Ambushed, waylaid, ravished by an unexpected encounter tonight with Pale Fire, Nabokov’s powerful daemonic masterpiece. An oddity of a novel told in four cantos, 999 lines of seductive, sensuous verse. A virtuoso piece, a showcase for the author’s extraordinary talent and intellectual fire power; a linguistic fireworks display built upon the slightest pretext for a novel. Literary satire, insider wit. Published in 1962, it is on most lists of the 100 most important works of literature of the 20th Century. Vladimir Nabokov, Russian emigre, sheer genius. Poetic mountebank, myth-maker, verbal alchemist, spellbinding caster of spells, synesthete, lepidopterist, chess expert.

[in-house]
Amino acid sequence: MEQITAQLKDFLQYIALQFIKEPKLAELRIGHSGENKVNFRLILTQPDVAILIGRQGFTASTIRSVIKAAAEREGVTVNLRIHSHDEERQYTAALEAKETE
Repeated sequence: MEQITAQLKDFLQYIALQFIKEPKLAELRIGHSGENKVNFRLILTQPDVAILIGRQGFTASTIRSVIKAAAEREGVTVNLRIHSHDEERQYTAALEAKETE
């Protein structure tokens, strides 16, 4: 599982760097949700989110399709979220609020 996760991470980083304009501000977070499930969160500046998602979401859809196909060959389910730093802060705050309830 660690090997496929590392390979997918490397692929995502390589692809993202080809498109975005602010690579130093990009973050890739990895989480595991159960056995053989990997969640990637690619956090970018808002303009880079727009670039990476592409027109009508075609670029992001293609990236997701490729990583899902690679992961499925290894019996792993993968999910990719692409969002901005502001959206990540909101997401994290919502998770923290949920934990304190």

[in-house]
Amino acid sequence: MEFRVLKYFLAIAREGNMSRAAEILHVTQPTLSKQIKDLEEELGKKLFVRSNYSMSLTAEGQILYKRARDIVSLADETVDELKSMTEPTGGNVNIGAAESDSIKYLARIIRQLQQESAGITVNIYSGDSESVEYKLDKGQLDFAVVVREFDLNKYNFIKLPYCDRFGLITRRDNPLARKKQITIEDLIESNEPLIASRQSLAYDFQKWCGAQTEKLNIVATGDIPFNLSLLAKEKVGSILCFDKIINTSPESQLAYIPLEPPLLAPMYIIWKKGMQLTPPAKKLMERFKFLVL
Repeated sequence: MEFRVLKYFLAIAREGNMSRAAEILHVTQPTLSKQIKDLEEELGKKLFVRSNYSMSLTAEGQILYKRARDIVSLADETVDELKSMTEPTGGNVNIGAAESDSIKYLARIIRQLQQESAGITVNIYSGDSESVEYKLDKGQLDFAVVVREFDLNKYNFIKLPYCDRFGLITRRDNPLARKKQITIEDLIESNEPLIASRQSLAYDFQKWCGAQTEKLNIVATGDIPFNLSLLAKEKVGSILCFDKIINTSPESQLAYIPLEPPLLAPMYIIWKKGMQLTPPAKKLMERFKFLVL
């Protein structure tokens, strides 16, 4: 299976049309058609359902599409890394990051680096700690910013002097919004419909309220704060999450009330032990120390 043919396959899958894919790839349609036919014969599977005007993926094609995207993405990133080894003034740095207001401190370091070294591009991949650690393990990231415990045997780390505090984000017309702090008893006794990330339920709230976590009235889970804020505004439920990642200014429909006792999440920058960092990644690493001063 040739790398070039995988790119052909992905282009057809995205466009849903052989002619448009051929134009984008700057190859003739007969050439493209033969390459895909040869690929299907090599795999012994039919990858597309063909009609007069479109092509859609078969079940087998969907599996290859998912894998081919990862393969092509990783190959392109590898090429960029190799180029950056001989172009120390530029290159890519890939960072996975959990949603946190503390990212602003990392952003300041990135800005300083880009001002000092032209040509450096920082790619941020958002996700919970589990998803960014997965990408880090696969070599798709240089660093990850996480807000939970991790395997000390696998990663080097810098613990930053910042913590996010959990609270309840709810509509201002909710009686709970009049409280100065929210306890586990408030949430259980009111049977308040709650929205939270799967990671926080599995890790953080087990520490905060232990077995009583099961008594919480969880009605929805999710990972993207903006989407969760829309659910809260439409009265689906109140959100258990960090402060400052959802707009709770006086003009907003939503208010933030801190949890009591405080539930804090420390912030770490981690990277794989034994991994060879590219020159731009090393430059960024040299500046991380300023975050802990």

Takes your breath away.
I was the shadow of the waxwing slain
By the false azure in the windowpane;
I was the smudge of ashen fluff–and I
Lived on, flew on, in the reflected sky . . .
. . .
Uncurtaining the night, I’d let dark glass
Hang all the furniture above the grass . . .
Retake the falling snow: each drifting flake
Shapeless and slow, unsteady and opaque,
A dull dark white against the day’s pale white
And abstract larches in the neutral light.
And then the gradual and dual blue
As night unites the viewer and the view . . . .
I’m just at a loss for words in such company. Hardly fair one person should be so richly gifted. Are we sure he was actually human and not a smirking Parnassus sojourner in disguise having a little prankster fun with us?